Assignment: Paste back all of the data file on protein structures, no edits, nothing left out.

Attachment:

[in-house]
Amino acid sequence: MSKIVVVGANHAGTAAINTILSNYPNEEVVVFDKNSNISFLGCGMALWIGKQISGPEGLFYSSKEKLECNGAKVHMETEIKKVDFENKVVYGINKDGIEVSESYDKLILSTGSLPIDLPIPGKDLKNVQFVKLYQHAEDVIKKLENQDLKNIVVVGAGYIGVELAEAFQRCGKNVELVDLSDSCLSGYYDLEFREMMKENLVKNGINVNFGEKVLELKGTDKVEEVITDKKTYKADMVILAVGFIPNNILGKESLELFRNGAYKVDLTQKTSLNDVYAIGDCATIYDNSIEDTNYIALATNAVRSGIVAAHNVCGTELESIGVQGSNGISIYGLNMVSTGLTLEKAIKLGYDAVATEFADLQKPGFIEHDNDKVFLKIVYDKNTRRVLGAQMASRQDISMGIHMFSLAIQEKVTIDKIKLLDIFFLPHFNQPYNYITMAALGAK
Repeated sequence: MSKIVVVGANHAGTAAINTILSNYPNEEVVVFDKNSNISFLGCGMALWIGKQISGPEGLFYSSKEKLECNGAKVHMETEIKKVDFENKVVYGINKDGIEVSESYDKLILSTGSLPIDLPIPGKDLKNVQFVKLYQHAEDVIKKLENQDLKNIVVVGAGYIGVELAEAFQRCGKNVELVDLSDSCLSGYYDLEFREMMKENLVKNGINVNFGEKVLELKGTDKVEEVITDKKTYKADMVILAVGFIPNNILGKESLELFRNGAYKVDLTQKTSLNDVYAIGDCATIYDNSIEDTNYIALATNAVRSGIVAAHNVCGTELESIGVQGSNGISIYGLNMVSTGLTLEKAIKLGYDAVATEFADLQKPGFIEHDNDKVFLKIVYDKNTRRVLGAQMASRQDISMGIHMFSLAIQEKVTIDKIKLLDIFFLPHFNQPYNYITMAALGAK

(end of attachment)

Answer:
[in-house]
Amino acid sequence: MSKIVVVGANHAGTAAINTILSNYPNEEVVVFDKNSNISFLGCGMALWIGKQISGPEGLFYSSKEKLECNGAKVHMETEIKKVDFENKVVYGINKDGIEVSESYDKLILSTGSLPIDLPIPGKDLKNVQFVKLYQHAEDVIKKLENQDLKNIVVVGAGYIGVELAEAFQRCGKNVELVDLSDSCLSGYYDLEFREMMKENLVKNGINVNFGEKVLELKGTDKVEEVITDKKTYKADMVILAVGFIPNNILGKESLELFRNGAYKVDLTQKTSLNDVYAIGDCATIYDNSIEDTNYIALATNAVRSGIVAAHNVCGTELESIGVQGSNGISIYGLNMVSTGLTLEKAIKLGYDAVATEFADLQKPGFIEHDNDKVFLKIVYDKNTRRVLGAQMASRQDISMGIHMFSLAIQEKVTIDKIKLLDIFFLPHFNQPYNYITMAALGAK
Repeated sequence: MSKIVVVGANHAGTAAINTILSNYPNEEVVVFDKNSNISFLGCGMALWIGKQISGPEGLFYSSKEKLECNGAKVHMETEIKKVDFENKVVYGINKDGIEVSESYDKLILSTGSLPIDLPIPGKDLKNVQFVKLYQHAEDVIKKLENQDLKNIVVVGAGYIGVELAEAFQRCGKNVELVDLSDSCLSGYYDLEFREMMKENLVKNGINVNFGEKVLELKGTDKVEEVITDKKTYKADMVILAVGFIPNNILGKESLELFRNGAYKVDLTQKTSLNDVYAIGDCATIYDNSIEDTNYIALATNAVRSGIVAAHNVCGTELESIGVQGSNGISIYGLNMVSTGLTLEKAIKLGYDAVATEFADLQKPGFIEHDNDKVFLKIVYDKNTRRVLGAQMASRQDISMGIHMFSLAIQEKVTIDKIKLLDIFFLPHFNQPYNYITMAALGAK